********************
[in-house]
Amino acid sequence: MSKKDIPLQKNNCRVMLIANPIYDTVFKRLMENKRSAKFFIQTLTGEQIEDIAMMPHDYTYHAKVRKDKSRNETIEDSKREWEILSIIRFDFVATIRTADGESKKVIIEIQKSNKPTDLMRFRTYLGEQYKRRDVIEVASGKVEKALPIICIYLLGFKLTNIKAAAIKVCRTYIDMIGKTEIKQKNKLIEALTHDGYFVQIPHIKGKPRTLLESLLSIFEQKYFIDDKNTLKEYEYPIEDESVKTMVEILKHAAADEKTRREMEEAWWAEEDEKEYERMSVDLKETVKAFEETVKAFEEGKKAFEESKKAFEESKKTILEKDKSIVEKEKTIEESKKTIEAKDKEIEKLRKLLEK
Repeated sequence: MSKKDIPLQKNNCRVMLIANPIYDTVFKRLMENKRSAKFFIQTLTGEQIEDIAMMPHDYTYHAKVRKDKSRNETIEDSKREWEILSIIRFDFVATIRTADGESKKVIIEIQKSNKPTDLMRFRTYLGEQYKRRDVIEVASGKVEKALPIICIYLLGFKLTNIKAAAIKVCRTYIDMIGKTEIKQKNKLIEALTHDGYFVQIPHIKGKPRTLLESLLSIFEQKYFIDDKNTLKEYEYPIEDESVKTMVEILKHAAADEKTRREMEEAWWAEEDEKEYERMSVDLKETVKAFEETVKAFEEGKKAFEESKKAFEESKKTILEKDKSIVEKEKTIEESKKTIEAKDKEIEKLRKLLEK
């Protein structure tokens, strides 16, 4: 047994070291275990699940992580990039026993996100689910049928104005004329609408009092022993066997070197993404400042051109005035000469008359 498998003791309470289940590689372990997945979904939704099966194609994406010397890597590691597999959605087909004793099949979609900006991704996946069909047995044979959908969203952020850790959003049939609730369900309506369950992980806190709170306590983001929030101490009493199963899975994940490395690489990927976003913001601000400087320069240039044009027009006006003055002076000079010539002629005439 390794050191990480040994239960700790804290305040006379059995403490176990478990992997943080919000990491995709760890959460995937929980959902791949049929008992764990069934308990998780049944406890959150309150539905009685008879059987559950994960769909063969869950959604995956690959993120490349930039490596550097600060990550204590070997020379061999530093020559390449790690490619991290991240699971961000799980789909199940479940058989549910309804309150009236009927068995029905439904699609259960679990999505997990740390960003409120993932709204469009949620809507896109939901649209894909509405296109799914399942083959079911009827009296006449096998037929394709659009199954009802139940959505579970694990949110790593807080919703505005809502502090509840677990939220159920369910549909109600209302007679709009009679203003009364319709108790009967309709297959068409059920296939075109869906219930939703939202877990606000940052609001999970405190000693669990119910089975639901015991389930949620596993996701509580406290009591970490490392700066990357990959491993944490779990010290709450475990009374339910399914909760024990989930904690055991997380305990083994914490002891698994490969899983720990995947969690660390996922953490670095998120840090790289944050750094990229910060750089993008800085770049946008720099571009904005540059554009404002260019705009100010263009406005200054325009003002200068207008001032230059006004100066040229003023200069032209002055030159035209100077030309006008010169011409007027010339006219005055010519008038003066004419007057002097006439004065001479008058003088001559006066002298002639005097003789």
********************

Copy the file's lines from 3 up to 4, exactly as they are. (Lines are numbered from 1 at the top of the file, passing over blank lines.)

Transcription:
Repeated sequence: MSKKDIPLQKNNCRVMLIANPIYDTVFKRLMENKRSAKFFIQTLTGEQIEDIAMMPHDYTYHAKVRKDKSRNETIEDSKREWEILSIIRFDFVATIRTADGESKKVIIEIQKSNKPTDLMRFRTYLGEQYKRRDVIEVASGKVEKALPIICIYLLGFKLTNIKAAAIKVCRTYIDMIGKTEIKQKNKLIEALTHDGYFVQIPHIKGKPRTLLESLLSIFEQKYFIDDKNTLKEYEYPIEDESVKTMVEILKHAAADEKTRREMEEAWWAEEDEKEYERMSVDLKETVKAFEETVKAFEEGKKAFEESKKAFEESKKTILEKDKSIVEKEKTIEESKKTIEAKDKEIEKLRKLLEK
């Protein structure tokens, strides 16, 4: 047994070291275990699940992580990039026993996100689910049928104005004329609408009092022993066997070197993404400042051109005035000469008359 498998003791309470289940590689372990997945979904939704099966194609994406010397890597590691597999959605087909004793099949979609900006991704996946069909047995044979959908969203952020850790959003049939609730369900309506369950992980806190709170306590983001929030101490009493199963899975994940490395690489990927976003913001601000400087320069240039044009027009006006003055002076000079010539002629005439 390794050191990480040994239960700790804290305040006379059995403490176990478990992997943080919000990491995709760890959460995937929980959902791949049929008992764990069934308990998780049944406890959150309150539905009685008879059987559950994960769909063969869950959604995956690959993120490349930039490596550097600060990550204590070997020379061999530093020559390449790690490619991290991240699971961000799980789909199940479940058989549910309804309150009236009927068995029905439904699609259960679990999505997990740390960003409120993932709204469009949620809507896109939901649209894909509405296109799914399942083959079911009827009296006449096998037929394709659009199954009802139940959505579970694990949110790593807080919703505005809502502090509840677990939220159920369910549909109600209302007679709009009679203003009364319709108790009967309709297959068409059920296939075109869906219930939703939202877990606000940052609001999970405190000693669990119910089975639901015991389930949620596993996701509580406290009591970490490392700066990357990959491993944490779990010290709450475990009374339910399914909760024990989930904690055991997380305990083994914490002891698994490969899983720990995947969690660390996922953490670095998120840090790289944050750094990229910060750089993008800085770049946008720099571009904005540059554009404002260019705009100010263009406005200054325009003002200068207008001032230059006004100066040229003023200069032209002055030159035209100077030309006008010169011409007027010339006219005055010519008038003066004419007057002097006439004065001479008058003088001559006066002298002639005097003789």